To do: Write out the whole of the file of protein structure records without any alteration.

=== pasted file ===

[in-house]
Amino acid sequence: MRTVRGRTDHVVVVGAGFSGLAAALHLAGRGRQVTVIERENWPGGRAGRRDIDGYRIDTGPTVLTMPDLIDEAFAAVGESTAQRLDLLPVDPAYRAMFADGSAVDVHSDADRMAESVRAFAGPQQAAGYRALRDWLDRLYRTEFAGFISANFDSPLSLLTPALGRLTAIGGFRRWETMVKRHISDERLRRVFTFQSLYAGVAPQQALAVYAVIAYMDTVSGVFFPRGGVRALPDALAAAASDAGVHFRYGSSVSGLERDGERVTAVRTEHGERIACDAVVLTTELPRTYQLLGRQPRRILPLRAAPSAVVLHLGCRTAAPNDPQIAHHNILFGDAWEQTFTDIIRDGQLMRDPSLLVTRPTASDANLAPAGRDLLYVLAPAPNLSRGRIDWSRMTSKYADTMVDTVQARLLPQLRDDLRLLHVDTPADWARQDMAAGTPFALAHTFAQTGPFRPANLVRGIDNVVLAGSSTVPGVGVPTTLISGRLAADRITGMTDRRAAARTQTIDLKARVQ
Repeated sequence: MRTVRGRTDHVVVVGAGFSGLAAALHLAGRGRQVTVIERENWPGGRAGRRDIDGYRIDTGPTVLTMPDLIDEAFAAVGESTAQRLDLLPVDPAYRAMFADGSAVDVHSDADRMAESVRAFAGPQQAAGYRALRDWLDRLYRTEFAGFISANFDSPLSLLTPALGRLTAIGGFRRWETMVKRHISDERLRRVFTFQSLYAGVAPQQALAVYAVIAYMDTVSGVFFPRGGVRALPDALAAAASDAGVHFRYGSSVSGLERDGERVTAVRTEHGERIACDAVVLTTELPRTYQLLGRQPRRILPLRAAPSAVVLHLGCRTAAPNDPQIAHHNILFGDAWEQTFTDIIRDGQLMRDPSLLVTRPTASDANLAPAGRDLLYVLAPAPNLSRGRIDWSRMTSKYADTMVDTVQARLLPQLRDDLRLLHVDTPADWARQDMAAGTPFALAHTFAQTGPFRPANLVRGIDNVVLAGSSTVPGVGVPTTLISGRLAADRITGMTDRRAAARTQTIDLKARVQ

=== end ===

[in-house]
Amino acid sequence: MRTVRGRTDHVVVVGAGFSGLAAALHLAGRGRQVTVIERENWPGGRAGRRDIDGYRIDTGPTVLTMPDLIDEAFAAVGESTAQRLDLLPVDPAYRAMFADGSAVDVHSDADRMAESVRAFAGPQQAAGYRALRDWLDRLYRTEFAGFISANFDSPLSLLTPALGRLTAIGGFRRWETMVKRHISDERLRRVFTFQSLYAGVAPQQALAVYAVIAYMDTVSGVFFPRGGVRALPDALAAAASDAGVHFRYGSSVSGLERDGERVTAVRTEHGERIACDAVVLTTELPRTYQLLGRQPRRILPLRAAPSAVVLHLGCRTAAPNDPQIAHHNILFGDAWEQTFTDIIRDGQLMRDPSLLVTRPTASDANLAPAGRDLLYVLAPAPNLSRGRIDWSRMTSKYADTMVDTVQARLLPQLRDDLRLLHVDTPADWARQDMAAGTPFALAHTFAQTGPFRPANLVRGIDNVVLAGSSTVPGVGVPTTLISGRLAADRITGMTDRRAAARTQTIDLKARVQ
Repeated sequence: MRTVRGRTDHVVVVGAGFSGLAAALHLAGRGRQVTVIERENWPGGRAGRRDIDGYRIDTGPTVLTMPDLIDEAFAAVGESTAQRLDLLPVDPAYRAMFADGSAVDVHSDADRMAESVRAFAGPQQAAGYRALRDWLDRLYRTEFAGFISANFDSPLSLLTPALGRLTAIGGFRRWETMVKRHISDERLRRVFTFQSLYAGVAPQQALAVYAVIAYMDTVSGVFFPRGGVRALPDALAAAASDAGVHFRYGSSVSGLERDGERVTAVRTEHGERIACDAVVLTTELPRTYQLLGRQPRRILPLRAAPSAVVLHLGCRTAAPNDPQIAHHNILFGDAWEQTFTDIIRDGQLMRDPSLLVTRPTASDANLAPAGRDLLYVLAPAPNLSRGRIDWSRMTSKYADTMVDTVQARLLPQLRDDLRLLHVDTPADWARQDMAAGTPFALAHTFAQTGPFRPANLVRGIDNVVLAGSSTVPGVGVPTTLISGRLAADRITGMTDRRAAARTQTIDLKARVQ